Q. Has this digital media—downloading, etc.—affected the music in a positive or negative way?

A. Both. On one hand, it makes it easier for people to buy the music. You don't have to leave your house to purchase the music, and you can get the music out to a broader audience. On the other hand, some people share music with each other, which hurts the artist as far as the revenue is concerned.

Q. Your son Michael released his first CD, "Addictive." Did you also write and produce it?

A. Michael wrote and performed the songs on his own. I co-produced the CD with him and accompanied him on the background vocals and talkbox.

Q. How is "Addictive" doing?

A. It has received a lot of good press and it looks promising.

Q. What was it like working with your son? Were there any clashes or creative differences or did you just tell him to sit back and watch how a pro does things?

A. No clashes. We work well together. Of course Michael had his own ideas, and that was fine. We were just focused in on what will work and putting out the best product we could.

Q. What sort of advice or guidance did you give Michael along the way and what type have you given him about the music industry in general?

A. Michael is self-motivated. He started the project on his own without anyone pushing him. In fact, I was surprised when he called me in to listen to what he was doing. If he asked for my input, I gave it to him. I told him what I tell every new artist, to be as objective as you possibly can about your music.

Q. Was music something that Michael wanted to pursue or something you wanted him to pursue?

A. Michael started playing piano at the age of 4, so he had an early introduction to music. He continued in school and took classes, like advanced music technology, and started writing and recording on his own. I never pushed him to go into music, and he has a lot of other interests he is pursuing as well.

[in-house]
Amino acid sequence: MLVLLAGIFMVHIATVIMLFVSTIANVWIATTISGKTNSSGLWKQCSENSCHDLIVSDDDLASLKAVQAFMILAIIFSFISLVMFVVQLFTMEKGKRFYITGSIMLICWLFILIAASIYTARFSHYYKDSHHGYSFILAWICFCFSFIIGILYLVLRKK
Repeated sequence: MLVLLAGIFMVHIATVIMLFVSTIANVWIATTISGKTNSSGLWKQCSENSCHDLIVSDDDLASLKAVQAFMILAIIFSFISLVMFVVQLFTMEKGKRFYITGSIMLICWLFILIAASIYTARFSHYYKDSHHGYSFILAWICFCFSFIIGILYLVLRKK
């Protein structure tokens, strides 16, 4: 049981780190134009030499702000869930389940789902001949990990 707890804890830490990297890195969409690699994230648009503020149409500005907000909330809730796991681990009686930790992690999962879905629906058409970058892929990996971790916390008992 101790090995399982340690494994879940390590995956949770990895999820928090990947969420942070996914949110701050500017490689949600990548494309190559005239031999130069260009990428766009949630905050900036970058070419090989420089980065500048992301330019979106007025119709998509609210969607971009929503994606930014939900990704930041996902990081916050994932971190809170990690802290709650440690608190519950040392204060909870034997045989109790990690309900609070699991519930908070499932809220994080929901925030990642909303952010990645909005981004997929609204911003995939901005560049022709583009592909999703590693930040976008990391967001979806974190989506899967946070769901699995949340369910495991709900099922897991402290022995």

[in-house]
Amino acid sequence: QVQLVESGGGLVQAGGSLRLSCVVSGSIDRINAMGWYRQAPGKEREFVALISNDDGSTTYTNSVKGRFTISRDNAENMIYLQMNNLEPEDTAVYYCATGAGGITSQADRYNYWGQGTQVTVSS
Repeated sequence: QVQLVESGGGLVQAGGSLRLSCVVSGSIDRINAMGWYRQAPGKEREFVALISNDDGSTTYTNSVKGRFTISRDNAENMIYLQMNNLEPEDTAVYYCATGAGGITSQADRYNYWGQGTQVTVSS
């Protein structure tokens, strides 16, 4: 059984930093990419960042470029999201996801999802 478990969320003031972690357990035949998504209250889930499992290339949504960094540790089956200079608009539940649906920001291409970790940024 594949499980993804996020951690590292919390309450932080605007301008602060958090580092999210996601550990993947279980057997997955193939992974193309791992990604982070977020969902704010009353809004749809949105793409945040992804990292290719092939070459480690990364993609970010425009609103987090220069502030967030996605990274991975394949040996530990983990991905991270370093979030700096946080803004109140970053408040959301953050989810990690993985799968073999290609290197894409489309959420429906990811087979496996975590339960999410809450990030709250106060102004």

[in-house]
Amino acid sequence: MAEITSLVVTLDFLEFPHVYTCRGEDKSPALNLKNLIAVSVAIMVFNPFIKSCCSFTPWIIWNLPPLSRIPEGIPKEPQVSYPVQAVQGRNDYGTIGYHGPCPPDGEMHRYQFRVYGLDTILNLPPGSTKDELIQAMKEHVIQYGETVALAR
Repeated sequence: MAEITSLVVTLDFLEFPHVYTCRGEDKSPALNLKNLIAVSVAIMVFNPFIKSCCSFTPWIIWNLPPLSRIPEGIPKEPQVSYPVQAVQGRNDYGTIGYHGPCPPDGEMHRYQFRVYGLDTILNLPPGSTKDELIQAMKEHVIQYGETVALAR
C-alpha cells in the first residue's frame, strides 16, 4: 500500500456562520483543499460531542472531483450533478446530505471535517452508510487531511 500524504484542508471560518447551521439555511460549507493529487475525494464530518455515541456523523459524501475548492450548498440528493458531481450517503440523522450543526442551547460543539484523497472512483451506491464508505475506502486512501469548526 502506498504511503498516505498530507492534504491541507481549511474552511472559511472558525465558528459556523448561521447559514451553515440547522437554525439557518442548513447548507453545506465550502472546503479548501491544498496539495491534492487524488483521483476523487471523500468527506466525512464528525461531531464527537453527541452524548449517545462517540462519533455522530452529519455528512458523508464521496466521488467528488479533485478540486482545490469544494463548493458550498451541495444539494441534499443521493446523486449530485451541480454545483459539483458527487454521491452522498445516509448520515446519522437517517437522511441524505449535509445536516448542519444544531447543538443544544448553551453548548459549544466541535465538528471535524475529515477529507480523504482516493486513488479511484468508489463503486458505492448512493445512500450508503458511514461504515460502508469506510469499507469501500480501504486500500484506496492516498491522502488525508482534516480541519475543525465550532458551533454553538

Q. At what age did you realize your son was a chip off the old block?

A. I realized Michael was musical at a young age. As I said, he started piano at 4, and he used to sing catchy little tunes he made up, and he would put them on a little cassette tape recorder. But when I heard him working on the "Addictive" CD, I knew he really had what it takes to turn professional…good rhythm, a feel for instrumentation, and good ideas.

Q. Do you guys talk about your days of being with the Isleys?

A. I mostly talk about some of the recording sessions, some of the songs that were recorded, how and where we recorded them and things of that nature
.
Q. Do you miss being in a group and have you ever thought about forming another one seeing that you still know how to get your groove on?

A. (Laughter). No, I don't miss being in a group. It's been so long since we've been together. I got used to being solo.

Q. We've lost some musical giants like Teddy Pendergrass, Ollie Woodson of "The Temptations" as well as Marvin Isley. Can you talk about the imprint they left on R&B music and what fond memories you have of Marvin?
A.Yes, there has been a lot of talent lost recently. The biggest loss for me personally, was Marvin. We talked frequently during the last few years. Not only were we partners in the music business, we were also friends. We had a lot of laughs and shared a lot of memories together. I'll always remember Marvin as a kind and fun loving person and I miss him a lot.

Q. Is there anything else you'd like to add about your CD, Michael's release or any other upcoming projects or tours?

A. Well, we are both working on new music. We both seem to have that in common… always working on music. We'll see how things go with the CD and maybe plan some shows.

Editor's Note: For more information of Chris Jasper and his new CD, "Everything I Do," log on to GoldCityMusic.com.